Remember all that you know about movie to game adaptations? Well, it doesn't apply here.
- Worth The Time?Considering there isn't that much of this game, yes.
- Things LovedThe jokes, the bad puns, the visuals, the level design, the fact that this is a license game that doesn't suck.
- Things HatedThe length, the objective, the challenge. Or the lack thereof.
- RecommendationI wouldn't buy this brand new, but if I saw it in a bargain bin then I wouldn't hesitate, it is a good game that is worth a try, especially for those who love light-hearted comedy in their gaming and don't mind the content being a touch on the easy side. Maybe worth a rent if you have a nearby rental agent.
- Name: Rango
- Genre: Action Adventure
- Players: 1
- Multiplayer: None
- Platforms: Xbox360, PS3, NDS, Wii
- Developer: Artificial Mind and Movement, Behaviour Studios
- Publisher: Paramount Digital Entertainment, Electronic Arts
- Price: R 440
- Reviewed On: Xbox 360
My first thought upon being asked to review Rango was “Wait, ‘Rango’? What the hell is that? Ooh, chocolate bunnies!” okay well, part of that is true. And I will neither confirm nor deny the existence of chocolate bunnies (keeping to the Easter theme without even realising it, here) but what I can say is that I had no idea firstly what on Earth Rango was, and more importantly, why I had to play it for review purposes. Needless to say, I was given this game around its release. Oops…
Rango is a game adaptation of the recently released movie starring Johnny Depp, of the same name. Rango, that is. Not Johnny Depp, although if there was to be a film called Johnny Depp, I’d watch it. That guy’s awesome.
Contrary to the stereotype, the fact that it is a movie-to-game adaptation, or a licensed game, rather, does not work against it. I know what you’re thinking: “Blasphemy! Heresy! Ohnoes! lol”. But really, it’s not that bad at all, even for a non licensed game. In fact to call Rango a bad game would be an outright lie, even though you would assume it was, based on its licensed nature. You can tell that developers Behaviour Studios had actual gamers in mind when they crafted this game, and indeed it is a game that even a hardcore gamer, though they’ll fly through it in a few hours, can enjoy for what it is worth.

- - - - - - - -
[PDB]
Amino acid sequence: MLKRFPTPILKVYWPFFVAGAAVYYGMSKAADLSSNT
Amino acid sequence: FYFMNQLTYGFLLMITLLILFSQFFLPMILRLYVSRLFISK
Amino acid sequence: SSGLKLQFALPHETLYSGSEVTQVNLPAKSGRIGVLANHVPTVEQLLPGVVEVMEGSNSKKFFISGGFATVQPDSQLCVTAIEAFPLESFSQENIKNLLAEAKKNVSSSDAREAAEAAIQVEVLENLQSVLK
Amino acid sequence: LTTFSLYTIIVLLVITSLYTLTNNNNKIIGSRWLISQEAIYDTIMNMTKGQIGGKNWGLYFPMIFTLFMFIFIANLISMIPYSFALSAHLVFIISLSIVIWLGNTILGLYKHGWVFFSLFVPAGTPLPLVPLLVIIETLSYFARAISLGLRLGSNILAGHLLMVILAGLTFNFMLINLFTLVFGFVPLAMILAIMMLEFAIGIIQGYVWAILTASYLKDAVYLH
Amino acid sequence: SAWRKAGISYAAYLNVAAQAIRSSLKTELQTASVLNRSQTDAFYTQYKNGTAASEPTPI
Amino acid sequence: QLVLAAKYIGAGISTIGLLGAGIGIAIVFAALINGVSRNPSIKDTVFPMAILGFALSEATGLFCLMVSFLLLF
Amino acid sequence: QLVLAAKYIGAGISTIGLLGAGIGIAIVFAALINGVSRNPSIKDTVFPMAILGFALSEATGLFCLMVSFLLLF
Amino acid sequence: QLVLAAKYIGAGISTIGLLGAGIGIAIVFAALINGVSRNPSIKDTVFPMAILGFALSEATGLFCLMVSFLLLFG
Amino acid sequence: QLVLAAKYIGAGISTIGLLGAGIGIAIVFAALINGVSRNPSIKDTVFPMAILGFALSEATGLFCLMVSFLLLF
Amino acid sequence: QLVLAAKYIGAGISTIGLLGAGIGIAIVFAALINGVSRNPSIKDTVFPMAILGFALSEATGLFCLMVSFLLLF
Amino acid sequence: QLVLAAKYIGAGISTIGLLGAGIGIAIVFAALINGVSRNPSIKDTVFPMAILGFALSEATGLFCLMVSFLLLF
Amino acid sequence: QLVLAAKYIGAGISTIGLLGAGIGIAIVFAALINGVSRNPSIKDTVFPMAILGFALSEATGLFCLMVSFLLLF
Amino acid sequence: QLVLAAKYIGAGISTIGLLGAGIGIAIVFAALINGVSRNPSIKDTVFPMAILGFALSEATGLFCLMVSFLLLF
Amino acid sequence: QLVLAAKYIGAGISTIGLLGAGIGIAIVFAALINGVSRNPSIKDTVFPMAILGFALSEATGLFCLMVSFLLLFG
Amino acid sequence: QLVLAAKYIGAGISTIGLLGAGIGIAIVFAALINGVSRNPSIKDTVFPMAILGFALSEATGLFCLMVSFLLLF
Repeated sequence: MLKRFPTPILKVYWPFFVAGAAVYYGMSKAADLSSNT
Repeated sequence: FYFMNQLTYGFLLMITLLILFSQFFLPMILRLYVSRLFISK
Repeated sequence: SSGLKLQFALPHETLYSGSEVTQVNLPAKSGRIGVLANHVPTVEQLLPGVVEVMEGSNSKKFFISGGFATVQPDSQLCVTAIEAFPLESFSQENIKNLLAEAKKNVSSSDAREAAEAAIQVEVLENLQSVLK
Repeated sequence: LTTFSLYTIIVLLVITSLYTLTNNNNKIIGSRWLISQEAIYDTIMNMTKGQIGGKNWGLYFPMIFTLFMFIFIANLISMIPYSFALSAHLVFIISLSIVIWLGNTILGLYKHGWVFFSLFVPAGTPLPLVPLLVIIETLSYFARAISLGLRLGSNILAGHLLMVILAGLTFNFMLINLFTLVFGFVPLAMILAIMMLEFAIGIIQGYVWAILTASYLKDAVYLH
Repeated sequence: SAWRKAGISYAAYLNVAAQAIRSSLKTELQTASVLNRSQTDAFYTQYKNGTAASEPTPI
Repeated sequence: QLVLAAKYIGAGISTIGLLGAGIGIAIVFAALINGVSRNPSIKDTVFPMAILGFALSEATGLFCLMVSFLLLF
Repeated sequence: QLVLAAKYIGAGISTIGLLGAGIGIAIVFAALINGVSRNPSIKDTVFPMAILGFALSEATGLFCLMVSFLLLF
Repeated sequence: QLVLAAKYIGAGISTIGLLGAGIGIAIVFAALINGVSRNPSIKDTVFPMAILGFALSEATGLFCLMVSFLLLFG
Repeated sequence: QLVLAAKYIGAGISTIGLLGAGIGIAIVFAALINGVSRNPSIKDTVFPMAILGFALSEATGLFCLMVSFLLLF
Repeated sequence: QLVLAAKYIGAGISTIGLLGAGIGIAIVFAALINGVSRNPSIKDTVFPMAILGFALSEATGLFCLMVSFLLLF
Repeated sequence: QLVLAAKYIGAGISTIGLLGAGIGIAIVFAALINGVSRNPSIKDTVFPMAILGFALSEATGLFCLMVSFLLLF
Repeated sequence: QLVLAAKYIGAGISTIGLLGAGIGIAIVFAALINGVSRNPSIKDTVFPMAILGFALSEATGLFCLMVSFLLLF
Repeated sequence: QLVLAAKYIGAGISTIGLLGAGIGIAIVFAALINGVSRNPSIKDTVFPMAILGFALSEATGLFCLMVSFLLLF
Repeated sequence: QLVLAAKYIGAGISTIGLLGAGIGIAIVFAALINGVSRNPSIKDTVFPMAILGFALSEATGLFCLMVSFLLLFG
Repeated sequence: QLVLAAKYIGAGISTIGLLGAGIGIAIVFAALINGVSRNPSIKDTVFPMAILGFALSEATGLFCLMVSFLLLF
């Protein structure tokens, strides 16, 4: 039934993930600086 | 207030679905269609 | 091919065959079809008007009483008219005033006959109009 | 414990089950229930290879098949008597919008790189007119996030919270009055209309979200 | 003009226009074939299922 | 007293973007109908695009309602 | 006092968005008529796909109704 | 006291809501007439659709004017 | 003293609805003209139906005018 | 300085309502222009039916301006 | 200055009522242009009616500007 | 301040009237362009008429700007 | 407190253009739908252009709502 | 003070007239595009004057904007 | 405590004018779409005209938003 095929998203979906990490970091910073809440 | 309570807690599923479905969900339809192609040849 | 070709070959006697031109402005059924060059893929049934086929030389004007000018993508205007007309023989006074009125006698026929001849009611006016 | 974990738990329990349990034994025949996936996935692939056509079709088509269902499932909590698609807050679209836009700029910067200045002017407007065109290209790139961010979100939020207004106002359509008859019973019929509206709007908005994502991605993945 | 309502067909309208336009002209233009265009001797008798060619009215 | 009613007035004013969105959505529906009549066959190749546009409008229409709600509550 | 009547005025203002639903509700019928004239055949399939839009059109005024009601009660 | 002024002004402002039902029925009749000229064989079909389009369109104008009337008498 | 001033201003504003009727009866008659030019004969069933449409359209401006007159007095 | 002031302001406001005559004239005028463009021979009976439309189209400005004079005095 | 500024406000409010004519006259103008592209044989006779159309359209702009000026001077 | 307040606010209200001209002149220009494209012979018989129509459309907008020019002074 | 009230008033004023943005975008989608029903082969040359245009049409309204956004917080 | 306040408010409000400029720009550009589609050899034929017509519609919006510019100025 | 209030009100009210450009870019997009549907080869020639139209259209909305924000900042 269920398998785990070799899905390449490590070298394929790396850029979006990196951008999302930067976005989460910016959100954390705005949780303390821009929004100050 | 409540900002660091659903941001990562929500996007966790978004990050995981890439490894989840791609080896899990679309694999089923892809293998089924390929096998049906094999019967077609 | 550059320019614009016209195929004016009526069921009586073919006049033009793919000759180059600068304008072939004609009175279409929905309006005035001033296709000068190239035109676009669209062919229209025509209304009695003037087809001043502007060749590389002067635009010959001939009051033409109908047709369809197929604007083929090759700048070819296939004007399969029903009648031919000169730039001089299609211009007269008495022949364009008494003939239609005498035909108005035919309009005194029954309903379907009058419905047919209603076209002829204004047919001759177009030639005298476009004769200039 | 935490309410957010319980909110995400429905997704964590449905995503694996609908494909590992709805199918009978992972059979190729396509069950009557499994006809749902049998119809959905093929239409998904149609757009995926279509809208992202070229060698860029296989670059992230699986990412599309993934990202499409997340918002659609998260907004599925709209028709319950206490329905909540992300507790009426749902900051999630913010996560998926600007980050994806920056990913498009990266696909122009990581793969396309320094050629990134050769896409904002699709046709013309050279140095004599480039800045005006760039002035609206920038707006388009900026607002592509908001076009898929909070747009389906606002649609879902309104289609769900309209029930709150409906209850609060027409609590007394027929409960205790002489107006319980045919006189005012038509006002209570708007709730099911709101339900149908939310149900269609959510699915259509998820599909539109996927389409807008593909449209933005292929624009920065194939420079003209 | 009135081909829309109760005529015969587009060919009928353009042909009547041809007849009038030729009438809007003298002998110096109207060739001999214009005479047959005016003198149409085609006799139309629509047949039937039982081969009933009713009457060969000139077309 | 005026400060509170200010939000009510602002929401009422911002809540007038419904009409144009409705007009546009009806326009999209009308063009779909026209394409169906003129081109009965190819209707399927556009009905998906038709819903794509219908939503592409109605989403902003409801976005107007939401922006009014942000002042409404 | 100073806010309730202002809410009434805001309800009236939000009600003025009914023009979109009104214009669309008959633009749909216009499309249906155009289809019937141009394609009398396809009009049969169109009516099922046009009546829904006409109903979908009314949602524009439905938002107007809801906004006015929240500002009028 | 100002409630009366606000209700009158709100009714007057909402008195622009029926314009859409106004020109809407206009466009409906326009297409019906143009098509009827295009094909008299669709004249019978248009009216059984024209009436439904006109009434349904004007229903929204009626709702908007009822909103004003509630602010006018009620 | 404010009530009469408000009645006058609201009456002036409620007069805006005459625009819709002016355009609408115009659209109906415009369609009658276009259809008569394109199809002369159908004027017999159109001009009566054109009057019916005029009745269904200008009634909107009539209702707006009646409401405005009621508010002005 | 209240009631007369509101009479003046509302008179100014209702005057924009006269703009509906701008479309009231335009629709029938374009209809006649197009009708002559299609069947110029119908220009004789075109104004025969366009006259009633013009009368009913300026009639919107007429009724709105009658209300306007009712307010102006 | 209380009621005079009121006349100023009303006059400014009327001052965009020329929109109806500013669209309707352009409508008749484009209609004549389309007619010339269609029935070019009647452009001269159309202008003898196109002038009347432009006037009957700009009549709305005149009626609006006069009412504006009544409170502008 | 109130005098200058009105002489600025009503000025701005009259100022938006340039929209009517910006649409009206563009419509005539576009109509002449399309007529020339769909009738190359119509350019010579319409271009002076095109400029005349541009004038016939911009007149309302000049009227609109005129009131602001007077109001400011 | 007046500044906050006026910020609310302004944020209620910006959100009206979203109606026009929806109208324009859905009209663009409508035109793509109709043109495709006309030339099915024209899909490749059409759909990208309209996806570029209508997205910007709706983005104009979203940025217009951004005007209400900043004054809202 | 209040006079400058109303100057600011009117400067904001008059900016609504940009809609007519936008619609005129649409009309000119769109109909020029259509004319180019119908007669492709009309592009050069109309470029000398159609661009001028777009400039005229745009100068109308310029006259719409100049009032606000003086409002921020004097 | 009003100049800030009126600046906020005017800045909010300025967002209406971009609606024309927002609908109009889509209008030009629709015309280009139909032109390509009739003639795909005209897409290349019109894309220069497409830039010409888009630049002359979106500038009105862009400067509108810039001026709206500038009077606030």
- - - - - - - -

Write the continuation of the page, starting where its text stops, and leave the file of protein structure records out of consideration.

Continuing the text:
The game kicks off with good old Rango at the local Saloon in the town of Dirt, telling the ‘Tall Tales Of Adventure’ that he so loves to tell¹ about his endeavours to retrieve a collection of meteor fragments that when put together, will free his ‘girlfriend’ Beans’ father. Or so he hopes. Yes, that’s right: The game does not follow the storyline of the movie. And this works so much in the game’s favour. Instead of the whole ‘Who am I? Why am I here? Oh, look! Conflict and proving myself!’ origin type story, the game puts you right into the shoes of the already-Sheriff Rango who has gained the trust and respect of the townsfolk who flock to listen to his stories of adventure and intrigue, and defeating baddies.
You are tasked with playing through these ‘tales’ that Rango tells and as a result, levels are all rendered as retrospective areas with dynamically changing environments as Rango tells the story (and is sometimes corrected by one of his listeners), which makes for a very interesting take on things, with some remarkable level design in places. Common human, household items feature through most of these well-designed levels and when you’re not battling enemies with either your fists and tail or your infinite-ammo pistol, you’re platforming all over the place, making your way through areas that would rival any triple-A platformer title.